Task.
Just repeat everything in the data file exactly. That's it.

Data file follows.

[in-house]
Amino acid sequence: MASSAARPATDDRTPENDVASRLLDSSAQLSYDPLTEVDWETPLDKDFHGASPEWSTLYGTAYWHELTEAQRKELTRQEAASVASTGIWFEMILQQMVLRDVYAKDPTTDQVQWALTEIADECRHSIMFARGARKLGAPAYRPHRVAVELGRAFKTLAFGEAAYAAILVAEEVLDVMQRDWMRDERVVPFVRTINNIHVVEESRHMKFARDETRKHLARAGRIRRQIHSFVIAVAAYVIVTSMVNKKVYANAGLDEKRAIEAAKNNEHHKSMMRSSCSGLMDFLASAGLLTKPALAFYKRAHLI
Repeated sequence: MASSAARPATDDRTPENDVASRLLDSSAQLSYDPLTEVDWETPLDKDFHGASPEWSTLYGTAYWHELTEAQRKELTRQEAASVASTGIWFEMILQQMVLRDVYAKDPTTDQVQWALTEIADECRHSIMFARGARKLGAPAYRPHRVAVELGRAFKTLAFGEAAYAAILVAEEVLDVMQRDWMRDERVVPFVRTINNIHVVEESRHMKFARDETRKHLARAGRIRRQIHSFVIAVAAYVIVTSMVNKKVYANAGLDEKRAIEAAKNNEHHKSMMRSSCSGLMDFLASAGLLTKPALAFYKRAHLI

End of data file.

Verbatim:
[in-house]
Amino acid sequence: MASSAARPATDDRTPENDVASRLLDSSAQLSYDPLTEVDWETPLDKDFHGASPEWSTLYGTAYWHELTEAQRKELTRQEAASVASTGIWFEMILQQMVLRDVYAKDPTTDQVQWALTEIADECRHSIMFARGARKLGAPAYRPHRVAVELGRAFKTLAFGEAAYAAILVAEEVLDVMQRDWMRDERVVPFVRTINNIHVVEESRHMKFARDETRKHLARAGRIRRQIHSFVIAVAAYVIVTSMVNKKVYANAGLDEKRAIEAAKNNEHHKSMMRSSCSGLMDFLASAGLLTKPALAFYKRAHLI
Repeated sequence: MASSAARPATDDRTPENDVASRLLDSSAQLSYDPLTEVDWETPLDKDFHGASPEWSTLYGTAYWHELTEAQRKELTRQEAASVASTGIWFEMILQQMVLRDVYAKDPTTDQVQWALTEIADECRHSIMFARGARKLGAPAYRPHRVAVELGRAFKTLAFGEAAYAAILVAEEVLDVMQRDWMRDERVVPFVRTINNIHVVEESRHMKFARDETRKHLARAGRIRRQIHSFVIAVAAYVIVTSMVNKKVYANAGLDEKRAIEAAKNNEHHKSMMRSSCSGLMDFLASAGLLTKPALAFYKRAHLI